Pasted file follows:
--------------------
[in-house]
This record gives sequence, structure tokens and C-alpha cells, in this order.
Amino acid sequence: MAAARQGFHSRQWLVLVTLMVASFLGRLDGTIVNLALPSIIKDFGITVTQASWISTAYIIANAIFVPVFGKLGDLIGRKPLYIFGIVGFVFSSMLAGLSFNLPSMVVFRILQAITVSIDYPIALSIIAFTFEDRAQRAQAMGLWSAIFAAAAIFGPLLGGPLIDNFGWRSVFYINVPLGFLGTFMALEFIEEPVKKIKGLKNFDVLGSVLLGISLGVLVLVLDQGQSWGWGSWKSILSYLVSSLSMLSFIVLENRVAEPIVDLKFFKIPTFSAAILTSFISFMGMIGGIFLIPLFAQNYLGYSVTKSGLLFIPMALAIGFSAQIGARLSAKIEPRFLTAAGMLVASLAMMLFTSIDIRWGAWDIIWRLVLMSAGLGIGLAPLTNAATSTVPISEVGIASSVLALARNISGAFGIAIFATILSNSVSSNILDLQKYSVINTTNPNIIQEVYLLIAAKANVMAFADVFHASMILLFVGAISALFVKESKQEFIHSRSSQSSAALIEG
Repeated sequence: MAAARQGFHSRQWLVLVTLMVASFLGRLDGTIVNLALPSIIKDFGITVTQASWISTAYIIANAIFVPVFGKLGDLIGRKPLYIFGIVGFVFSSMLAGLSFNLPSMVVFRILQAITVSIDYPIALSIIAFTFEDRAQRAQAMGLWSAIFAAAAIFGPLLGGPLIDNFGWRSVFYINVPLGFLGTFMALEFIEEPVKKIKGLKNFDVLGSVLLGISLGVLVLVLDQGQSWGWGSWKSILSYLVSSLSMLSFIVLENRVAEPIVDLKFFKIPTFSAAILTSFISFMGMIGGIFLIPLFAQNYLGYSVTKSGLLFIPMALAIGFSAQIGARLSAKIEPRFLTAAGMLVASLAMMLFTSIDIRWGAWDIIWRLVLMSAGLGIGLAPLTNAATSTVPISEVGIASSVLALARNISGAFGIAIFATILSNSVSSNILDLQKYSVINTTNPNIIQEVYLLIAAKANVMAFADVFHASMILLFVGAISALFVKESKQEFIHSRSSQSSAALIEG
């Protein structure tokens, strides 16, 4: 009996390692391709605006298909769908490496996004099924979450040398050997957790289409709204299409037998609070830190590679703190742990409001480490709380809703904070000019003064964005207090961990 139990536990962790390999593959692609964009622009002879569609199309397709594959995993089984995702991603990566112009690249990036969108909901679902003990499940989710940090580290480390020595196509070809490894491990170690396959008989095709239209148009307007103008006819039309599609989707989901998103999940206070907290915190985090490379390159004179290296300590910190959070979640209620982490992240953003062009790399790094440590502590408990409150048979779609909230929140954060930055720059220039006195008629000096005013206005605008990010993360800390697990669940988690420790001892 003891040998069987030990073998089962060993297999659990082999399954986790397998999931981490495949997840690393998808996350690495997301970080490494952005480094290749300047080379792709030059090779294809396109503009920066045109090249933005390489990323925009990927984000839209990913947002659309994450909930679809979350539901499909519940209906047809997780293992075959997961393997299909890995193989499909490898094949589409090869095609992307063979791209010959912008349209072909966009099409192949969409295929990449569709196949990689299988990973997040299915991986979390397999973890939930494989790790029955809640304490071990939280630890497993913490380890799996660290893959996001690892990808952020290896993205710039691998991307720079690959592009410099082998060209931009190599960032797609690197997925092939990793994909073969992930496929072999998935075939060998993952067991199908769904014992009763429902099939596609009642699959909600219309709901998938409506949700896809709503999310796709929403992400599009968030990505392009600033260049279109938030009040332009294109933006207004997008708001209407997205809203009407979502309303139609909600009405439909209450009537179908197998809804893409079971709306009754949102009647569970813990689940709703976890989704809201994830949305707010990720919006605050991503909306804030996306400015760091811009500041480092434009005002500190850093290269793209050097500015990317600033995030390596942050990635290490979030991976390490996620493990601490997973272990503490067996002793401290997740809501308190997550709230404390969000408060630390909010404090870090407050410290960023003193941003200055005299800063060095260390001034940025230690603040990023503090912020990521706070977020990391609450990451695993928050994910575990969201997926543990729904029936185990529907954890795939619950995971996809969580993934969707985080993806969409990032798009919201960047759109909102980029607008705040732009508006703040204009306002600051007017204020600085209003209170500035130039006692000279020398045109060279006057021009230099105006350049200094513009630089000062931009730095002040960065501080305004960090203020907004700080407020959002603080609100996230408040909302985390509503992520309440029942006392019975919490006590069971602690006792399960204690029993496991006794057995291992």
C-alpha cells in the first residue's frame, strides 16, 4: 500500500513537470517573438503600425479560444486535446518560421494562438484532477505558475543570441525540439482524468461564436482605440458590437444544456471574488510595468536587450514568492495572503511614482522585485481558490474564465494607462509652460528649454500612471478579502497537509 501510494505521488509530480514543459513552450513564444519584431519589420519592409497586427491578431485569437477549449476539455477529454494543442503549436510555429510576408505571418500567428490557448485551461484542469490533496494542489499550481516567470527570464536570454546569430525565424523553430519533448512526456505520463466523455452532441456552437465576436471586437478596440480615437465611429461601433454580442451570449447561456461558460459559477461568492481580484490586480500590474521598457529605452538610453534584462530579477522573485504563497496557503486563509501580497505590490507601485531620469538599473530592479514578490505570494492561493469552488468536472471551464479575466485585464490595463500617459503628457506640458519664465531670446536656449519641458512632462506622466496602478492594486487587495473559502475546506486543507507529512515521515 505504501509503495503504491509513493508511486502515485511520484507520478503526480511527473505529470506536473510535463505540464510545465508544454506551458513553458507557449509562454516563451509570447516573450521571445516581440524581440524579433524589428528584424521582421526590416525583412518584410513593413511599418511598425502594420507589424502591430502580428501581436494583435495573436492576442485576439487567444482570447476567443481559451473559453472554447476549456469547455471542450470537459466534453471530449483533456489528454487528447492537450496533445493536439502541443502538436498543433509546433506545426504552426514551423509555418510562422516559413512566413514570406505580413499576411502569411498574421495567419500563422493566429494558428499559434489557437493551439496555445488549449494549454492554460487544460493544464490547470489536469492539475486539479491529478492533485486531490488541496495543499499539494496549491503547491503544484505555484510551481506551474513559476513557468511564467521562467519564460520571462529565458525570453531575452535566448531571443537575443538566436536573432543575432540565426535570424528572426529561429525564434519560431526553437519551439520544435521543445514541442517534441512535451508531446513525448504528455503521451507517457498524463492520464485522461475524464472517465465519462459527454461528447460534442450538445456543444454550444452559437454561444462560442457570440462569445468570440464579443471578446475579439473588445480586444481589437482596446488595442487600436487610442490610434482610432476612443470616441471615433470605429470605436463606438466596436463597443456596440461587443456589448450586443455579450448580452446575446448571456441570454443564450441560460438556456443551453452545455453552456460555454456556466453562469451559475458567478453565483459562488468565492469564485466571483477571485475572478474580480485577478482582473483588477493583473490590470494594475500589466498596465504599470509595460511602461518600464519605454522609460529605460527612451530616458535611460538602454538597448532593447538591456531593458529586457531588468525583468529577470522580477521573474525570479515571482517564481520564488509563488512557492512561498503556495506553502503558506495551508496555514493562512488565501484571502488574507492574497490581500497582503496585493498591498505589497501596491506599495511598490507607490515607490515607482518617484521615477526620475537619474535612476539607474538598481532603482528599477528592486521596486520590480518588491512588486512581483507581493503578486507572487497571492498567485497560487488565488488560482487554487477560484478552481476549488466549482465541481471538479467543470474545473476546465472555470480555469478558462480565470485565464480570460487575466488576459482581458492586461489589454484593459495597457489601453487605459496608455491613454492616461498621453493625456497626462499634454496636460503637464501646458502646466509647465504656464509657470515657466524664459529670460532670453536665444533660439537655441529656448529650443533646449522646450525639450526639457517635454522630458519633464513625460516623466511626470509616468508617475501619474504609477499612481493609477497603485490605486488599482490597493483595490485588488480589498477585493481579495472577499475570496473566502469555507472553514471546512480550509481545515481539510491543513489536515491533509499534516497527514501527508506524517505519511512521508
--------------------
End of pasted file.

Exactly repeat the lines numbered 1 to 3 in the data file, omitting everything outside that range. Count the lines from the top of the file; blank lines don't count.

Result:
[in-house]
This record gives sequence, structure tokens and C-alpha cells, in this order.
Amino acid sequence: MAAARQGFHSRQWLVLVTLMVASFLGRLDGTIVNLALPSIIKDFGITVTQASWISTAYIIANAIFVPVFGKLGDLIGRKPLYIFGIVGFVFSSMLAGLSFNLPSMVVFRILQAITVSIDYPIALSIIAFTFEDRAQRAQAMGLWSAIFAAAAIFGPLLGGPLIDNFGWRSVFYINVPLGFLGTFMALEFIEEPVKKIKGLKNFDVLGSVLLGISLGVLVLVLDQGQSWGWGSWKSILSYLVSSLSMLSFIVLENRVAEPIVDLKFFKIPTFSAAILTSFISFMGMIGGIFLIPLFAQNYLGYSVTKSGLLFIPMALAIGFSAQIGARLSAKIEPRFLTAAGMLVASLAMMLFTSIDIRWGAWDIIWRLVLMSAGLGIGLAPLTNAATSTVPISEVGIASSVLALARNISGAFGIAIFATILSNSVSSNILDLQKYSVINTTNPNIIQEVYLLIAAKANVMAFADVFHASMILLFVGAISALFVKESKQEFIHSRSSQSSAALIEG